11 days ago, at our choir rehearsal, the director announced that our SongWorks choir had managed a spot singing on the stage at Trafalgar Square in London, where the Women’s March Against Trump was to be rallying. Our director is very active in many feminist causes, and I gotta say she went the full mile on this one, as any number of performers from any phase of show biz would have gladly taken our place. As it turned out, due to time constraints, several local activists had to give up their speech time to accommodate us, so more power to our director for making sure we survived the cut.
Initially, my girlfriend (also in the choir) and I were just going to meet backstage and not do the actual march, but a couple days before, we decided we wanted to participate in the march as well. There were only about eight of our 60-plus members who were willing to do that. The only major criticism I have to say is this was one of the most poorly organised marches I’ve ever been on. We stood around for over an hour before we actually started moving.
What made the wait less taxing was just the total spectacle of it all. There have been many reports around the world of the clever signs that people were carrying in yesterday’s marches, and London’s was right up there with the best. Aside from the many obscene ones, which worried me a bit as there were so many children present, my faves were simple ones like “Free Melania,” “Girls Just Wanna Have Fun (demental rights)” one rather cautious “I’m Not Too Sure About This Trump Guy,” or one carried by a young child that said “Trump Is A Poo Poo Head.” But then on the dirty side, I gotta give props to the one that said “I’d Call Him a Cunt, Except He Lacks the Depth and Warmth.”
The trouble with the march was the starting point being Grosvenor Square, with the total distance of the march possibly two miles. Our problems began with minimal exit space to accommodate the 10,000 or so that had amassed in this space of only a square city block in area. For a march that was slated to begin at noon, we didn’t actually get out of the perimeter of The Square until over an hour after. And after taking another 15 minutes to move about half a block, we agreed to beg off the actual march, as we were expected to be on stage in less than two hours. Plus there were a couple of us (and surprisingly, none of them was me) who needed toilets.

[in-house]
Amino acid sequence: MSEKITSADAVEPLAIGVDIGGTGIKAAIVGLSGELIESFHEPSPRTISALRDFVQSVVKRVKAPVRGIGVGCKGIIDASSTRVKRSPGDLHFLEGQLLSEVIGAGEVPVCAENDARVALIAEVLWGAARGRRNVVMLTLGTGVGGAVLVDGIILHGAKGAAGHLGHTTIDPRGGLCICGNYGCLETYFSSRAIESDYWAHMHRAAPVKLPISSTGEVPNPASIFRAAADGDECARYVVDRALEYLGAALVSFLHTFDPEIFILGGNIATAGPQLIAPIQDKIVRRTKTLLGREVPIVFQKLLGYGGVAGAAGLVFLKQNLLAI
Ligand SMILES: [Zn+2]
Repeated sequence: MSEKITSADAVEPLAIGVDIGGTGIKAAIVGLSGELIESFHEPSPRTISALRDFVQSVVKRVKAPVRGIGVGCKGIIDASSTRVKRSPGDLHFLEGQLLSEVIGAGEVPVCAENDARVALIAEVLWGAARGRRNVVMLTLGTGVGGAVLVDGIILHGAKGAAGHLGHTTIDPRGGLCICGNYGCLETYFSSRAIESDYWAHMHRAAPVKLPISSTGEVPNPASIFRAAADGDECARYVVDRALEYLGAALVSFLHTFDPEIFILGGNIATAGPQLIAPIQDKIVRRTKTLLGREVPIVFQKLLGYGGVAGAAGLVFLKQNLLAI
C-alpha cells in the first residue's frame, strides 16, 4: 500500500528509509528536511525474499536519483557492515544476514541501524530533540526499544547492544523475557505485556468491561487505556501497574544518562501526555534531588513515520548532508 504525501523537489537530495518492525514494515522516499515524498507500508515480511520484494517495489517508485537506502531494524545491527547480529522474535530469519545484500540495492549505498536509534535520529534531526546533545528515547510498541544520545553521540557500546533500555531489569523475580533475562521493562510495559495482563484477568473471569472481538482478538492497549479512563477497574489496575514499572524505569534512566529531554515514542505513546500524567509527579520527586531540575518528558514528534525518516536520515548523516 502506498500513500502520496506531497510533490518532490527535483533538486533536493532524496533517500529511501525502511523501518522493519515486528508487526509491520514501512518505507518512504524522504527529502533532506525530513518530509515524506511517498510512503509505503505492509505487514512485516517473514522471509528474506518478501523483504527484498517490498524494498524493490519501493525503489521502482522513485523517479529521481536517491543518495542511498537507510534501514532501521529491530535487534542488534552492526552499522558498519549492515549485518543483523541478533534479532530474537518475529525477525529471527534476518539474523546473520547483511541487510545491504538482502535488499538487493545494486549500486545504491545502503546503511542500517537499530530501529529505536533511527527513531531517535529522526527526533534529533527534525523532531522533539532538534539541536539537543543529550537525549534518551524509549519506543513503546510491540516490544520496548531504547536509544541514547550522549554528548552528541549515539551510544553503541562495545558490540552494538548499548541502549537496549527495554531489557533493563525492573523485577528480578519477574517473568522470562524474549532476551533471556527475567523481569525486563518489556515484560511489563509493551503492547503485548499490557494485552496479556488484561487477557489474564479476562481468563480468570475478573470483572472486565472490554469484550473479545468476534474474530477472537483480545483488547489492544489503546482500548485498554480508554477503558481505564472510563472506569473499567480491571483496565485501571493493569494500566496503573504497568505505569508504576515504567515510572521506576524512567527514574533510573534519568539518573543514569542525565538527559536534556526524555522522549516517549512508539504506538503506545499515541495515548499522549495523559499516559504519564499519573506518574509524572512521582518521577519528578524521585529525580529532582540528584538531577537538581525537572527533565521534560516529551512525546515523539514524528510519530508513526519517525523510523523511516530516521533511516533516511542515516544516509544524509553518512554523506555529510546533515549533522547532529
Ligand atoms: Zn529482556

It took us another half hour to get to a Tube station, and our director decided that during our ride, it might be a good idea to run through the song with just the people who were present. That turned out to be a really good idea, too, not just for us, but for several of the nearby passengers who joined in on the song!
What was the song? It’s a song that was a top 5 hit in Britain in 1987, entitled “Something Inside So Strong” by the singer-songwriter Labi Siffre. Siffre isn’t known much outside UK, except for his other solo hit, “It Must Be Love,” which in a cover version became one of only a handful of songs by the Ska group Madness to hit the US charts. “Something Inside” was in many ways the perfect song for this event, though Siffre’s original intent when he wrote it was to address his struggle of being not only Black, but gay. The song has since become an anthem over here for oppressed people from all ethnicities, religions, life choices, etc, thus it was the right choice of our minimal repertoire for the Trafalgar crowd.
During our tube run-through, I was also informed that despite the large number of choir members expected to be at the Trafalgar event, only three members (out of about 15) of the bass section were going to be there. This meant that I was going to have to be in the forefront, as the bass part of this song was fairly crucial, and I knew it better than the other two basses who were there.
We arrived at the venue shortly after 2:30, which was fortunate, as we found out we were going on at 3:00, not 3:30, as we’d originally been told. This allowed us just enough time to assemble, and for the director to tell the choir that I was essentially being enlisted as the co-director, and for people to look to me for cues if they couldn’t see hers. No pressure or nothin’!
However, when we got onto the stage, I saw there was a microphone set up almost exactly where I’d be standing. Me and a microphone? Well, I’ve never met one I didn’t like, so there I was, not only carrying the bass section, but projecting it out for 25,000 or so to hear. If you go to www.womensmarchlondon.com/ (and it’s up to you whether you want to watch all 2 1/2 hours of the thing as we are on in the last 15 minutes or so), you’ll hear my “dum-dum” vocal booming right through. I’m on the far right (ironic) of the stage.
The inauguration and yesterday’s event, coupled with some of the pro-Trump “love it or leave it” backlash I’ve been getting the past few days, have served as a motivation for me personally. I no longer want to be complacent, as judging by his actions the first couple days in office, Trump is a clear and present danger to the things I still care about that keep me from renouncing my American citizenship. There are plenty of organisations over here, some of whom I’m already active with, that are concerned with the issues us Ex-Pats worry about, and they’ve been active long before the Trump era. I may not live in US anymore, and don’t have any plans to live there again, but it doesn’t mean I don’t care.